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Ontario Government Releases the Interim Report of the Changing Workplaces Review

August 05, 2016

The much anticipated Interim Report of the Special Advisors to the Changing Workplaces Review has been released by the Ontario government.

The Changing Workplaces Review arose from the Ontario government’s promise to consult Ontarians about whether amendments to the province’s labour and employment law regime are required given the changing nature of the workforce, the workplace, and the economy.  Two Special Advisors were appointed, Michael Mitchell (formerly of Sack Goldblatt Mitchell LLP) and John Murray.

The Special Advisors held 12 days of public hearings around the province, in which over 200 organizations and individuals appeared, and received more than 300 written submissions. They were also been aided by ten academic research projects commissioned by the Ontario Ministry of Labour.

Before making final recommendations to the government, the Special Advisors issued an Interim Report which presents a range of possible options for reforming the Labour Relations Act, 1995 (the “LRA”) and the Employment Standards Act, 2000 (the “ESA”).

The Interim Report is meant to “advise Ontarians of the range of issues that have been identified and the options for change that we are being asked to consider.” The Special Advisors have invited further feedback on the options set out in the Interim Report. Interested parties must provide their feedback in writing by October 14, 2016.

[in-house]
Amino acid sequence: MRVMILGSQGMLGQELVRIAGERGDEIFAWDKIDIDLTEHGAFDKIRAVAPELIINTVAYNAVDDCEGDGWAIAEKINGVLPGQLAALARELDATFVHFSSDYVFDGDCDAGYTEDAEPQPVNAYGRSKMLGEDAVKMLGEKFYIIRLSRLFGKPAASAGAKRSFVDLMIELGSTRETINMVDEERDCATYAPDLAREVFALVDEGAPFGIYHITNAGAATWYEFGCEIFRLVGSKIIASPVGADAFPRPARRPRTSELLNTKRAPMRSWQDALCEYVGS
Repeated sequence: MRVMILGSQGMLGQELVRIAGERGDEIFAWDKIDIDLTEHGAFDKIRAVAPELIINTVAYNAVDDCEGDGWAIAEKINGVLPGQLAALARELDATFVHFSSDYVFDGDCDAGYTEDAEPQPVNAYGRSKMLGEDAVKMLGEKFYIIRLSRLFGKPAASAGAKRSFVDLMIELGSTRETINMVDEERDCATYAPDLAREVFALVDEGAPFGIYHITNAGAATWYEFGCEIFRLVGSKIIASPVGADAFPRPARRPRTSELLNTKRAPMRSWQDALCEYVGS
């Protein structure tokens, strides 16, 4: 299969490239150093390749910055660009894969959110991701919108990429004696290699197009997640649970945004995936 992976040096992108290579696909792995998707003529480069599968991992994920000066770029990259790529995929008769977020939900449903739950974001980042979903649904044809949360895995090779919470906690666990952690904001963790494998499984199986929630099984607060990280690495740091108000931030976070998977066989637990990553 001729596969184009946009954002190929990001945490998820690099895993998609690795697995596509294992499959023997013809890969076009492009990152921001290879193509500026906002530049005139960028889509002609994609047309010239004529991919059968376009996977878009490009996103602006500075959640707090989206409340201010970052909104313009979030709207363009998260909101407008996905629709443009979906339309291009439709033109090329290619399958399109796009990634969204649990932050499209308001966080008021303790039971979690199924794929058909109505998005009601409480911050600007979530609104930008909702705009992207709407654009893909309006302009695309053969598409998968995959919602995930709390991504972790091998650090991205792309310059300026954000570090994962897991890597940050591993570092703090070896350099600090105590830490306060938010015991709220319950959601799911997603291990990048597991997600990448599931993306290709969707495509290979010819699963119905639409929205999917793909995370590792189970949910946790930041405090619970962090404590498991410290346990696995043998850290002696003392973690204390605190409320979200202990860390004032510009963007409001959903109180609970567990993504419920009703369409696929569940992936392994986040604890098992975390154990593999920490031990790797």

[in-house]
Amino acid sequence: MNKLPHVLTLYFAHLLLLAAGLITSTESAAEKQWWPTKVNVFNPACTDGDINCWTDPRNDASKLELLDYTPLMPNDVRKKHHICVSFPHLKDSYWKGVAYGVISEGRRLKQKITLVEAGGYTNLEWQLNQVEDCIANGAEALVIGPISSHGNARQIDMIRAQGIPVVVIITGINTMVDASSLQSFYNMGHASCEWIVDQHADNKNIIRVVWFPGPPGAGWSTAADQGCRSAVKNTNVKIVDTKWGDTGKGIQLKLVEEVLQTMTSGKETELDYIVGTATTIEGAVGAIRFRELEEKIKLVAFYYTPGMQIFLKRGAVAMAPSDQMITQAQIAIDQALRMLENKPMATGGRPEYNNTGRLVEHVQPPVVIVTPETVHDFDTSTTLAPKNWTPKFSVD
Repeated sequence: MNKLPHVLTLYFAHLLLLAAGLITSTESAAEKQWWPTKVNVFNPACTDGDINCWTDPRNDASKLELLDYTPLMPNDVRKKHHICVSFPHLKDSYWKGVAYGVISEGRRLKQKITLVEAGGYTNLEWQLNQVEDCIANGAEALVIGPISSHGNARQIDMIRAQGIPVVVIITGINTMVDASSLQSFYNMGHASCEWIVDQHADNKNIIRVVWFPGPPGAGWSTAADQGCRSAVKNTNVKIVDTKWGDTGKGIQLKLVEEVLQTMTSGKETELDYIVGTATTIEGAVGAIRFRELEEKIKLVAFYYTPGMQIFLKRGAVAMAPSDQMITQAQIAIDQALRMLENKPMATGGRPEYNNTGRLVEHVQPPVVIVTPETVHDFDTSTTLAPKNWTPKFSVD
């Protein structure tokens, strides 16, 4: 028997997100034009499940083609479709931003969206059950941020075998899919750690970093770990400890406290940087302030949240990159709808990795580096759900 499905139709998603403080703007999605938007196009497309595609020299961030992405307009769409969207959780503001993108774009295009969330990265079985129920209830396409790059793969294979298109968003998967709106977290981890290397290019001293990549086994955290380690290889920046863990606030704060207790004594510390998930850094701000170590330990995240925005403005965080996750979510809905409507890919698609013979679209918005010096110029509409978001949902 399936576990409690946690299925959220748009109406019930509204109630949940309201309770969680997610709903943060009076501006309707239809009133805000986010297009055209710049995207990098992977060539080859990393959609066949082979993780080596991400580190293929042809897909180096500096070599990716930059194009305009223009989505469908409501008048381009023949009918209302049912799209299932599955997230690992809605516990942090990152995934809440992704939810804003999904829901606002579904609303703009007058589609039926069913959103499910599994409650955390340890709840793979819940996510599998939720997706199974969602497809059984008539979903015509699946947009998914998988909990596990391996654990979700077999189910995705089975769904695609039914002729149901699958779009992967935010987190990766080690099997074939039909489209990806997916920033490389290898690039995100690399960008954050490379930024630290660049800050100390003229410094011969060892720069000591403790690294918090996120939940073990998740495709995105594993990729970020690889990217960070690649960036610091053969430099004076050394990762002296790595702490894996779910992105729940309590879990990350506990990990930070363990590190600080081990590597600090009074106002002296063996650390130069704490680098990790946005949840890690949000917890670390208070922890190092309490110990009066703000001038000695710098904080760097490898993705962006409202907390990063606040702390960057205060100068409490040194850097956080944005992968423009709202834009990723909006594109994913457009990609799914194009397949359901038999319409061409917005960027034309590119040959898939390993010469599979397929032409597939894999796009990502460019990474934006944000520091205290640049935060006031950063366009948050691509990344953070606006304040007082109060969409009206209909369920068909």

Options for Reform: What Proposals are on the Table?

Most of the options for reform suggested by stakeholders (as well as some that were not) are on the table for further discussion. One notable exception, which will surely disappoint worker advocates, are most of the exemptions to the ESA.  Given their sheer volume and complexity, the Special Advisors decided not to make recommendations on the merits of the exemptions to the ESA. Instead, they will recommend that the government undertake a separate review process to determine whether the many ESA exemptions should be maintained, modified or eliminated. While understandable, this decision means that much of the “Swiss cheese” approach to the ESA’s protections will persist unaddressed unless and until a further review process is initiated.

In presenting the various options for reform, the Special Advisors are careful to note that they have come to no conclusions, have not made any recommendations, and have an open mind on all issues. Maintaining the status quo is invariably one of the options on the table.

Options for Reform to the LRA